Cairns, August 06, 2009 - Climate change poses an existential threat to the Pacific Island countries and may further aggravate conflicts over increasingly scarce resources, a high-level panel warned today at the Pacific Island Forum in Cairns, Australia.
"We recognize climate change to be a critical development challenge with enormous implications for the entire range of development concerns: poverty, livelihoods, food security, conflict and social cohesion, to name a few", said Ajay Chhibber, United Nations Assistant Secretary-General, who is also Assistant Administrator of the United Nations Development Programme and UNDP Director of the Asia and the Pacific Regional Bureau. "At a time of global economic crisis, climate change has the potential to reverse hard-won development gains in the region, which could compromise our collective ability to achieve the Millennium Development Goals and plans for a prosperous, peaceful and secure region", added Chhibber, who chaired the high-level climate change side event at the 40th Pacific Islands Forum Leaders' meeting, August 5-6. Panelists called on countries to act immediately to address threatening climate change issues, stressing the importance that the Pacific Island countries develop adaptation intervention to "climate-proof" their development plans and policies.
Richard Towle, the UN Refugee Agency (UNHCR) Regional Representative for Australia, New Zealand, Papua New Guinea and the Pacific, told the panel that the legal and human rights implications of displacement driven by forces such as climate change and environmental degradation have yet to be seriously addressed - regionally and globally. "However, it is clear that climate change - and the human security and development challenges it brings - adds to the scale and complexity of human movement and displacement in the region," Towle said. "We need to act now if we are to find solutions for people whose homes, lands and livelihoods are, as we speak, being destroyed by rising sea levels and violent fluctuations in weather patterns in the region."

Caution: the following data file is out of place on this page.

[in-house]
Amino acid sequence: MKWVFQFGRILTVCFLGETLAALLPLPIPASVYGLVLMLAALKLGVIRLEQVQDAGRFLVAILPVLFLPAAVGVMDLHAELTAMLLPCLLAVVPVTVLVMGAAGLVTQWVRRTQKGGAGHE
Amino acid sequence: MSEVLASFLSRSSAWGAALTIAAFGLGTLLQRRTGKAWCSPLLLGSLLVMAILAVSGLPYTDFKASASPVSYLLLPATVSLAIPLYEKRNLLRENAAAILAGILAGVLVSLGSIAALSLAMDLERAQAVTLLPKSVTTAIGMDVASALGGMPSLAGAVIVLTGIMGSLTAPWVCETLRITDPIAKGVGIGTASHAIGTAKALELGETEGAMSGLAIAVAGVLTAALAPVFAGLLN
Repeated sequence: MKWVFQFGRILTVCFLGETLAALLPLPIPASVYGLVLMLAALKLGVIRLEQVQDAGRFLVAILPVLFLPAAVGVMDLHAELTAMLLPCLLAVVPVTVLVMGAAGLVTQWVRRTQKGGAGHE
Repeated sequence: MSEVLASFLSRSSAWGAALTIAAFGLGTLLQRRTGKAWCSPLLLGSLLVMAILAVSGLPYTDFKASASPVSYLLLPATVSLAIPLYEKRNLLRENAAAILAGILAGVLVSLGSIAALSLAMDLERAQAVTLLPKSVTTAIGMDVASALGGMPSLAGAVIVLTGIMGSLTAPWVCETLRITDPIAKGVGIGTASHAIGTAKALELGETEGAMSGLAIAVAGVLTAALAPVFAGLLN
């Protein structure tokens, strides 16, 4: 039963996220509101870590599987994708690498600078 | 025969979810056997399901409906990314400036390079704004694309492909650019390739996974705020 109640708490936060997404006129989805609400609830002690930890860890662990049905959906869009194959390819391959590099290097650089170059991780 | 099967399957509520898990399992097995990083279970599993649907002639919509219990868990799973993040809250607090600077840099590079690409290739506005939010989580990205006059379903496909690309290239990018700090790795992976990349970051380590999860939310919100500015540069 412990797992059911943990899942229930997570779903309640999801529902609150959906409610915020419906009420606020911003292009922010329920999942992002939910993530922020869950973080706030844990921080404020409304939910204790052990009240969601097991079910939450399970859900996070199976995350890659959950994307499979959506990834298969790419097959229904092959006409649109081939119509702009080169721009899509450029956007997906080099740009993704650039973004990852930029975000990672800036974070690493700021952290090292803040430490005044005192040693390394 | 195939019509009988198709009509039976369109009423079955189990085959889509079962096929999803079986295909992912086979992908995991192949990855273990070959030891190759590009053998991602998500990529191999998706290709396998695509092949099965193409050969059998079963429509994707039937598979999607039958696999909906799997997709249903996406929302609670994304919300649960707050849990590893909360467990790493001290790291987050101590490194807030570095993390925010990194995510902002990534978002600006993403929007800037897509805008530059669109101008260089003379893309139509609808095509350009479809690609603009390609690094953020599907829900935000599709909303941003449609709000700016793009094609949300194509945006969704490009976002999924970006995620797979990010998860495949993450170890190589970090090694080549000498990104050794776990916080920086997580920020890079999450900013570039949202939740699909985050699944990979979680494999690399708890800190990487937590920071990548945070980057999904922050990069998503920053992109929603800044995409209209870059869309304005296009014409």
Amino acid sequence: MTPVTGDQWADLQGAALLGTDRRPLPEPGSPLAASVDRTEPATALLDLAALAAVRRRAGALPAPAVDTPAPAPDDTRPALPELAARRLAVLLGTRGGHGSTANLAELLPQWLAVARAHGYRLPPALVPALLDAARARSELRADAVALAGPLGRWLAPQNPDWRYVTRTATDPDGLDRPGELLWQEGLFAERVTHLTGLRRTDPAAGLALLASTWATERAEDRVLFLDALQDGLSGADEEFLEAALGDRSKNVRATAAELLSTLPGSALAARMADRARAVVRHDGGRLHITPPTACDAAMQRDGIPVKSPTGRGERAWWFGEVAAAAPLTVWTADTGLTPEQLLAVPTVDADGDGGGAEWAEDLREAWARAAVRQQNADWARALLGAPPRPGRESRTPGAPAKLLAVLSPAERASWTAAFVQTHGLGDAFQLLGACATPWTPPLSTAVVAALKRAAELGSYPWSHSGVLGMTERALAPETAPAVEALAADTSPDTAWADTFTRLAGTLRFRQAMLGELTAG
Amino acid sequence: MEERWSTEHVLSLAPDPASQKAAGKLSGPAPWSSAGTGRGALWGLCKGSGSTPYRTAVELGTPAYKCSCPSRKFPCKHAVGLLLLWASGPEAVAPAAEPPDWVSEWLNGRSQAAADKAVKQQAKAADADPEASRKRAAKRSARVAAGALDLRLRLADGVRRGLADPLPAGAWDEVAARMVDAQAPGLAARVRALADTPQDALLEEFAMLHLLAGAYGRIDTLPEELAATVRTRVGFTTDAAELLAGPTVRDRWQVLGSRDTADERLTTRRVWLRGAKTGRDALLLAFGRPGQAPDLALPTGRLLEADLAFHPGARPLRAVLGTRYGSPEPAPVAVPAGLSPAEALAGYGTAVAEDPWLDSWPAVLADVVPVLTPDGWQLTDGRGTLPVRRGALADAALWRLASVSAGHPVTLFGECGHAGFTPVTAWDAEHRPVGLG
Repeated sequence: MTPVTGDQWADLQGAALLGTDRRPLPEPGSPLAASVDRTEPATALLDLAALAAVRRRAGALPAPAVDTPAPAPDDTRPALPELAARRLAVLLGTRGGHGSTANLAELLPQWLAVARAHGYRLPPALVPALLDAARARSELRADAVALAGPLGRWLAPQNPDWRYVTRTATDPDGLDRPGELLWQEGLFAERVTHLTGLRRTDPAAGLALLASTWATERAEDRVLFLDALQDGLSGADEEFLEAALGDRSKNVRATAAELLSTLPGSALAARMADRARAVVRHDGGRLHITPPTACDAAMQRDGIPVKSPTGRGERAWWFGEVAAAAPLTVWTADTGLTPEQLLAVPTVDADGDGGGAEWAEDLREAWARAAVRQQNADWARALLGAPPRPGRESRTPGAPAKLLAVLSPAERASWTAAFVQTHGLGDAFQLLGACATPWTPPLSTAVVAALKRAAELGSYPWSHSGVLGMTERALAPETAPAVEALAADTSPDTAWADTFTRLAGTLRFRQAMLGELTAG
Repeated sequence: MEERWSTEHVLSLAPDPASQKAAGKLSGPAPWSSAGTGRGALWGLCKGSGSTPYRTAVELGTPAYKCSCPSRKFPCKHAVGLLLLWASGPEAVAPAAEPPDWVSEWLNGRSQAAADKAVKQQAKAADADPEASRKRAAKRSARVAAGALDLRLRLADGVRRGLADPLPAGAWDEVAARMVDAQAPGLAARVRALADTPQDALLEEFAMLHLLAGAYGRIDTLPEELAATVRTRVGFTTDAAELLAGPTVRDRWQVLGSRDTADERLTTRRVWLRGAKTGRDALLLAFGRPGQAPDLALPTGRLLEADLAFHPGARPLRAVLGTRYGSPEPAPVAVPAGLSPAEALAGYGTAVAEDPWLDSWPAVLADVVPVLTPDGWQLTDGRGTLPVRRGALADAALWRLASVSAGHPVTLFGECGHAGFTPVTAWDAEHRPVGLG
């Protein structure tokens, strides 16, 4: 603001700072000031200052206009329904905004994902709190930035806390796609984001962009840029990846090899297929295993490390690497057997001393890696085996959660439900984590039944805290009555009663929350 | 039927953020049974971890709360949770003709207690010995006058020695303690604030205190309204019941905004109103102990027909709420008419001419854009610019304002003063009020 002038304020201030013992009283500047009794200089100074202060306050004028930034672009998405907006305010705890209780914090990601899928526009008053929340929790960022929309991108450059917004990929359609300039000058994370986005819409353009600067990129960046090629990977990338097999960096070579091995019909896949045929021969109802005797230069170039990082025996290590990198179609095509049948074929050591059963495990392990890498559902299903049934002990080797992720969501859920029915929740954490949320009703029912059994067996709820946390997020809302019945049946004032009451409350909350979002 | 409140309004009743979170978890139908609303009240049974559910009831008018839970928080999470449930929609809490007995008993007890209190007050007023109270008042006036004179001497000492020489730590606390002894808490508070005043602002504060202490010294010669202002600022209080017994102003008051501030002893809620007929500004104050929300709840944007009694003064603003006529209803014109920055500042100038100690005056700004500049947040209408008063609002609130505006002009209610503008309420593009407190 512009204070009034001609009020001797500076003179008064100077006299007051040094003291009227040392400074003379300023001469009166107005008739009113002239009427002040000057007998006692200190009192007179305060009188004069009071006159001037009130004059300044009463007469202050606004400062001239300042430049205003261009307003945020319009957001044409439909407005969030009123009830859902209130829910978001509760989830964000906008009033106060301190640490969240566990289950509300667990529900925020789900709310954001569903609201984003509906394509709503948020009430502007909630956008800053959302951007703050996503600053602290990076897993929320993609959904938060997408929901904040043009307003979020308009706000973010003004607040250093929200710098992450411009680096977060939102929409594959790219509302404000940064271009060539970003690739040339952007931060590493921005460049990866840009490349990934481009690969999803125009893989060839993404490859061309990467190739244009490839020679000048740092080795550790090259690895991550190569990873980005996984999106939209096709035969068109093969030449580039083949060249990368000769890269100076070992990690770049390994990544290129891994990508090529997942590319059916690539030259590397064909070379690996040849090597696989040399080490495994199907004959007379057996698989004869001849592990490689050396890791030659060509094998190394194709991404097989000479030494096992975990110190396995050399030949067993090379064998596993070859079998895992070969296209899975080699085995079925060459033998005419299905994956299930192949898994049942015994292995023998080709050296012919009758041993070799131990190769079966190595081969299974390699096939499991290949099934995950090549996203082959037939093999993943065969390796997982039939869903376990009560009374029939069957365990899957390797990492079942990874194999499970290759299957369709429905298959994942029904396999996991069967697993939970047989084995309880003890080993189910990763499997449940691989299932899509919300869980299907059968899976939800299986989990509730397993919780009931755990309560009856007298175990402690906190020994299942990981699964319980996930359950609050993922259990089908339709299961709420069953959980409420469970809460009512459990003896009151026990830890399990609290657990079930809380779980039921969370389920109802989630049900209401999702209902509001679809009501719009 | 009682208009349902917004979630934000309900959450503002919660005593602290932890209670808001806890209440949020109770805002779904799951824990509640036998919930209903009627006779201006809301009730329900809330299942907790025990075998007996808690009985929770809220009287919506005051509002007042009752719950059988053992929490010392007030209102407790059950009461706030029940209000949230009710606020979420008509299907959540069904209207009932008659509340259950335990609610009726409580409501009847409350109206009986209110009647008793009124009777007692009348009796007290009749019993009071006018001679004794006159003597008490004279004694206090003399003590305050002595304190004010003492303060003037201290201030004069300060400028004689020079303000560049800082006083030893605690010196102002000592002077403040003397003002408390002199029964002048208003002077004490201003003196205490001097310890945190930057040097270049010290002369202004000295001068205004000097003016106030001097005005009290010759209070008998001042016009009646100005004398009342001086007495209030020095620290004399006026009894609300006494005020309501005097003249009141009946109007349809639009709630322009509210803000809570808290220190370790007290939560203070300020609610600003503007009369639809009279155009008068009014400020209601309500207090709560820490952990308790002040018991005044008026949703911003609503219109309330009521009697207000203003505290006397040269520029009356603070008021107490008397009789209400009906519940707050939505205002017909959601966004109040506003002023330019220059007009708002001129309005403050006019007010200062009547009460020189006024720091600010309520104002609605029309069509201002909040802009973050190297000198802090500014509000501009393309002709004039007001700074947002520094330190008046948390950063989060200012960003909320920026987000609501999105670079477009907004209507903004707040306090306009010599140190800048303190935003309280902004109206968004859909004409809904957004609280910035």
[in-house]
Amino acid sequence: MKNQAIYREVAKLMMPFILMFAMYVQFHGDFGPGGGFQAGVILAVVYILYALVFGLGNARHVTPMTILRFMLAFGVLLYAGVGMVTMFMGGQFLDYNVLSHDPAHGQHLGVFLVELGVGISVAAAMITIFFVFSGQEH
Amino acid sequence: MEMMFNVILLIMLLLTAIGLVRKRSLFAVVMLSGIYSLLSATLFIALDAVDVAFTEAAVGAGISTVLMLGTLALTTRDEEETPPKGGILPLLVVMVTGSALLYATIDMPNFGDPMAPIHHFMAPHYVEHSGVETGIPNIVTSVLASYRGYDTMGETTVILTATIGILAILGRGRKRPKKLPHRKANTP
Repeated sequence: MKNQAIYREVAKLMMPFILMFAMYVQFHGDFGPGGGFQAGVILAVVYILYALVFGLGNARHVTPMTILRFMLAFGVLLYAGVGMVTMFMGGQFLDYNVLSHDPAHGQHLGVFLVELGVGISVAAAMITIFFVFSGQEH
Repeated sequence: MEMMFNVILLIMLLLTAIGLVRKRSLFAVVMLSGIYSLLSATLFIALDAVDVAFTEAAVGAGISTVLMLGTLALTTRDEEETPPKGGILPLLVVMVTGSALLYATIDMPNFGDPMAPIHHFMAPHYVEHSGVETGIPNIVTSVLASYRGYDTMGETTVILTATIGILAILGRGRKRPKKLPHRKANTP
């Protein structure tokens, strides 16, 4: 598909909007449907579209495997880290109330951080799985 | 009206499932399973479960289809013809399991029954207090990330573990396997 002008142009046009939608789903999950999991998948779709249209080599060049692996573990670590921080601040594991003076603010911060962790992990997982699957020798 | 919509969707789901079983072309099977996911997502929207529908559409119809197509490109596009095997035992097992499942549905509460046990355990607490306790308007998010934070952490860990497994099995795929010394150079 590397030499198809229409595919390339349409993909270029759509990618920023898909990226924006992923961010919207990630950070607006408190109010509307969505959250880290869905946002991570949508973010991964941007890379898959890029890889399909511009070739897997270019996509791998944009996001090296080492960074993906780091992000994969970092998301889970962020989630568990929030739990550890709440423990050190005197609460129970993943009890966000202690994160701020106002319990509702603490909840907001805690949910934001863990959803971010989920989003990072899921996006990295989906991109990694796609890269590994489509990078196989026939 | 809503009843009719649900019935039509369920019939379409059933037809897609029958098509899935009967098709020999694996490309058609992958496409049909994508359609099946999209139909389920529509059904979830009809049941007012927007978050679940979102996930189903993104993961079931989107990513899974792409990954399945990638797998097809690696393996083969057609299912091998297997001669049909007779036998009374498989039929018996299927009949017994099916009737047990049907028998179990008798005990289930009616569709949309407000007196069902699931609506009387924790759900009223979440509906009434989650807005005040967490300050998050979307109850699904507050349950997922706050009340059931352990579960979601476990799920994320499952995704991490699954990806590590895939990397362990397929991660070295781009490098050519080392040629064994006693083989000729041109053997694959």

The Pacific is one of the most disaster-affected regions in the world, permanently threatened by a variety of natural hazards, many of which are likely to worsen as the planet's temperature warms. Already, in Kiribati, a number of villagers had to move their houses to retreat from the rising sea. In other Pacific Island countries, relocating families may spark social conflict due to traditional land rights. Moreover, several countries in the region may soon experience food security issues relating to coral bleaching - normally caused by temperature change - that threatens fish stocks.
For this reason, UNDP Pacific Centre is undertaking the initiative Interface between Climate Change, Disasters and Potential for Conflict in the Pacific: putting together a regional mechanism to prevent conflicts sparked by climate change.
"The initiative is the recognition that climate change will impact conflict dynamics in the Pacific", said Jean-Luc Stalon, senior regional adviser on Crisis Prevention and Recovery at UNDP's Pacific Centre in Suva, Fiji. "Climate change is increasing the severity and frequency of disasters, which are causing displacement, livelihood insecurity and increasing instability. We need to focus on integrating climate change risks into conflict prevention efforts - before it is too late and too costly", Stalon added.
In partnership with other regional organizations, UNDP will map, identify and collect data about the effects that climate change and increasing disasters will have on conflict dynamics in the region. The Interface between Climate Change, Disasters and Potential for Conflict in the Pacific initiative also aims to build capacity of national and regional organizations to prevent and manage violent conflicts emerging from climate change.
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